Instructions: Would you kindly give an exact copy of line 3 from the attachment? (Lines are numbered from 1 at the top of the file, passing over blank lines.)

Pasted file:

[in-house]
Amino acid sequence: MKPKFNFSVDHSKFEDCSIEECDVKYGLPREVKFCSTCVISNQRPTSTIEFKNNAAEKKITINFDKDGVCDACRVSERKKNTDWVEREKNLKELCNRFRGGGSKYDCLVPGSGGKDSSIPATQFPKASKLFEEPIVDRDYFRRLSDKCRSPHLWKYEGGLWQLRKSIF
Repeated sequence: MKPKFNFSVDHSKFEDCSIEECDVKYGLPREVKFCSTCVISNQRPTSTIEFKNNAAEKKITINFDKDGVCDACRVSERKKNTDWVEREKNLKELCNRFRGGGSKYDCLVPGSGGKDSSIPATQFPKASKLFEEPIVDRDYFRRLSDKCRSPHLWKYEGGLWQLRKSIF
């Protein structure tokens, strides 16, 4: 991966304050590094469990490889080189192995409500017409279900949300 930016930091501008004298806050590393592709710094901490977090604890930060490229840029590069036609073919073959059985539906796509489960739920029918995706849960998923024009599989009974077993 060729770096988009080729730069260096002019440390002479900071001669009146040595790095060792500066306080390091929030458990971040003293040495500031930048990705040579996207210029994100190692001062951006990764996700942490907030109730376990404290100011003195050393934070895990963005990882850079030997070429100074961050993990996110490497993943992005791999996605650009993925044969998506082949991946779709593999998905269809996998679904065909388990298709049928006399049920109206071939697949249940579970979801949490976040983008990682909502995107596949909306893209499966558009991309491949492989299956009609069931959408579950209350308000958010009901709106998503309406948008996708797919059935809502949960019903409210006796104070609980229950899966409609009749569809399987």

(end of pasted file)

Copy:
Repeated sequence: MKPKFNFSVDHSKFEDCSIEECDVKYGLPREVKFCSTCVISNQRPTSTIEFKNNAAEKKITINFDKDGVCDACRVSERKKNTDWVEREKNLKELCNRFRGGGSKYDCLVPGSGGKDSSIPATQFPKASKLFEEPIVDRDYFRRLSDKCRSPHLWKYEGGLWQLRKSIF